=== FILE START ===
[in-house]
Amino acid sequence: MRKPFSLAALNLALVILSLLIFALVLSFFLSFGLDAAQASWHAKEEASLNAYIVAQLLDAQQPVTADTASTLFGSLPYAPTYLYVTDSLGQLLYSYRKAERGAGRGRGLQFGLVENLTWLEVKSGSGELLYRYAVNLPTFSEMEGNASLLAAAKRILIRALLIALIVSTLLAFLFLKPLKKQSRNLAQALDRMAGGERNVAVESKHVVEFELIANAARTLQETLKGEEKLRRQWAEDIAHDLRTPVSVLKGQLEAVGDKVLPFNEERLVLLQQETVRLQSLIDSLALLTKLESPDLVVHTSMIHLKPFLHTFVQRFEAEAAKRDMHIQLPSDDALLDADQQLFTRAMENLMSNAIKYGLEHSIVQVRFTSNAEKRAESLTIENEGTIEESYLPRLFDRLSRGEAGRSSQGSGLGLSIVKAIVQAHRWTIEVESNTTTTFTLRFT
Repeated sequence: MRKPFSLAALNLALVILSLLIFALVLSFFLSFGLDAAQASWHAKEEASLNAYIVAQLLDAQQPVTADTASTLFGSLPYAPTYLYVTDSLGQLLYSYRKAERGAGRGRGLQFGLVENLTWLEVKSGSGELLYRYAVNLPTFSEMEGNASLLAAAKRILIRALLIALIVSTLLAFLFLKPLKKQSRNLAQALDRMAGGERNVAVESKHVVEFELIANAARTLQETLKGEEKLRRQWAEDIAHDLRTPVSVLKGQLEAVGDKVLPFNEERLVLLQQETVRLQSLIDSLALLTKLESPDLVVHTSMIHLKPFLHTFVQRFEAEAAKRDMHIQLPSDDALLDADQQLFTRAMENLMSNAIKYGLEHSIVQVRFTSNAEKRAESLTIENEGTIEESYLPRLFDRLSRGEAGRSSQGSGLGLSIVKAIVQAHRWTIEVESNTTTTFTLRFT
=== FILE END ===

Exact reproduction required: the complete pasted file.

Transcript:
[in-house]
Amino acid sequence: MRKPFSLAALNLALVILSLLIFALVLSFFLSFGLDAAQASWHAKEEASLNAYIVAQLLDAQQPVTADTASTLFGSLPYAPTYLYVTDSLGQLLYSYRKAERGAGRGRGLQFGLVENLTWLEVKSGSGELLYRYAVNLPTFSEMEGNASLLAAAKRILIRALLIALIVSTLLAFLFLKPLKKQSRNLAQALDRMAGGERNVAVESKHVVEFELIANAARTLQETLKGEEKLRRQWAEDIAHDLRTPVSVLKGQLEAVGDKVLPFNEERLVLLQQETVRLQSLIDSLALLTKLESPDLVVHTSMIHLKPFLHTFVQRFEAEAAKRDMHIQLPSDDALLDADQQLFTRAMENLMSNAIKYGLEHSIVQVRFTSNAEKRAESLTIENEGTIEESYLPRLFDRLSRGEAGRSSQGSGLGLSIVKAIVQAHRWTIEVESNTTTTFTLRFT
Repeated sequence: MRKPFSLAALNLALVILSLLIFALVLSFFLSFGLDAAQASWHAKEEASLNAYIVAQLLDAQQPVTADTASTLFGSLPYAPTYLYVTDSLGQLLYSYRKAERGAGRGRGLQFGLVENLTWLEVKSGSGELLYRYAVNLPTFSEMEGNASLLAAAKRILIRALLIALIVSTLLAFLFLKPLKKQSRNLAQALDRMAGGERNVAVESKHVVEFELIANAARTLQETLKGEEKLRRQWAEDIAHDLRTPVSVLKGQLEAVGDKVLPFNEERLVLLQQETVRLQSLIDSLALLTKLESPDLVVHTSMIHLKPFLHTFVQRFEAEAAKRDMHIQLPSDDALLDADQQLFTRAMENLMSNAIKYGLEHSIVQVRFTSNAEKRAESLTIENEGTIEESYLPRLFDRLSRGEAGRSSQGSGLGLSIVKAIVQAHRWTIEVESNTTTTFTLRFT